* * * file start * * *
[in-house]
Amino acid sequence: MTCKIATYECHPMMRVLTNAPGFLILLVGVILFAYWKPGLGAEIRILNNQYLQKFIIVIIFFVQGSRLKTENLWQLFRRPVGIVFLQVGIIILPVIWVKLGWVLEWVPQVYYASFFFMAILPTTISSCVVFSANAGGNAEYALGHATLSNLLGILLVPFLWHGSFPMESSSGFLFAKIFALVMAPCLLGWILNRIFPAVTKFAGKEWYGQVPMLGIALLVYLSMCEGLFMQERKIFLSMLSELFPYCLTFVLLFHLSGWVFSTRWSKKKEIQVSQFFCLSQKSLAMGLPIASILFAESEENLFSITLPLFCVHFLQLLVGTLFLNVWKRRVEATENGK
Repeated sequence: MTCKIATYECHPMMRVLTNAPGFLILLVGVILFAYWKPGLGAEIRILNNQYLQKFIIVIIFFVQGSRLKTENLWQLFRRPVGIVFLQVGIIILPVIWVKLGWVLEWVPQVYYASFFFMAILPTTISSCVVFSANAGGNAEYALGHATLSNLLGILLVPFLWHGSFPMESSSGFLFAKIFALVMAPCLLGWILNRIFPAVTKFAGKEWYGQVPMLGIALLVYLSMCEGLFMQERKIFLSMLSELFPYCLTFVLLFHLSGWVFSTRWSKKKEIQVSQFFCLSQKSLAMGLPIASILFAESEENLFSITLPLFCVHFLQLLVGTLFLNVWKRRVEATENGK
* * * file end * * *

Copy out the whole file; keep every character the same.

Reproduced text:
[in-house]
Amino acid sequence: MTCKIATYECHPMMRVLTNAPGFLILLVGVILFAYWKPGLGAEIRILNNQYLQKFIIVIIFFVQGSRLKTENLWQLFRRPVGIVFLQVGIIILPVIWVKLGWVLEWVPQVYYASFFFMAILPTTISSCVVFSANAGGNAEYALGHATLSNLLGILLVPFLWHGSFPMESSSGFLFAKIFALVMAPCLLGWILNRIFPAVTKFAGKEWYGQVPMLGIALLVYLSMCEGLFMQERKIFLSMLSELFPYCLTFVLLFHLSGWVFSTRWSKKKEIQVSQFFCLSQKSLAMGLPIASILFAESEENLFSITLPLFCVHFLQLLVGTLFLNVWKRRVEATENGK
Repeated sequence: MTCKIATYECHPMMRVLTNAPGFLILLVGVILFAYWKPGLGAEIRILNNQYLQKFIIVIIFFVQGSRLKTENLWQLFRRPVGIVFLQVGIIILPVIWVKLGWVLEWVPQVYYASFFFMAILPTTISSCVVFSANAGGNAEYALGHATLSNLLGILLVPFLWHGSFPMESSSGFLFAKIFALVMAPCLLGWILNRIFPAVTKFAGKEWYGQVPMLGIALLVYLSMCEGLFMQERKIFLSMLSELFPYCLTFVLLFHLSGWVFSTRWSKKKEIQVSQFFCLSQKSLAMGLPIASILFAESEENLFSITLPLFCVHFLQLLVGTLFLNVWKRRVEATENGK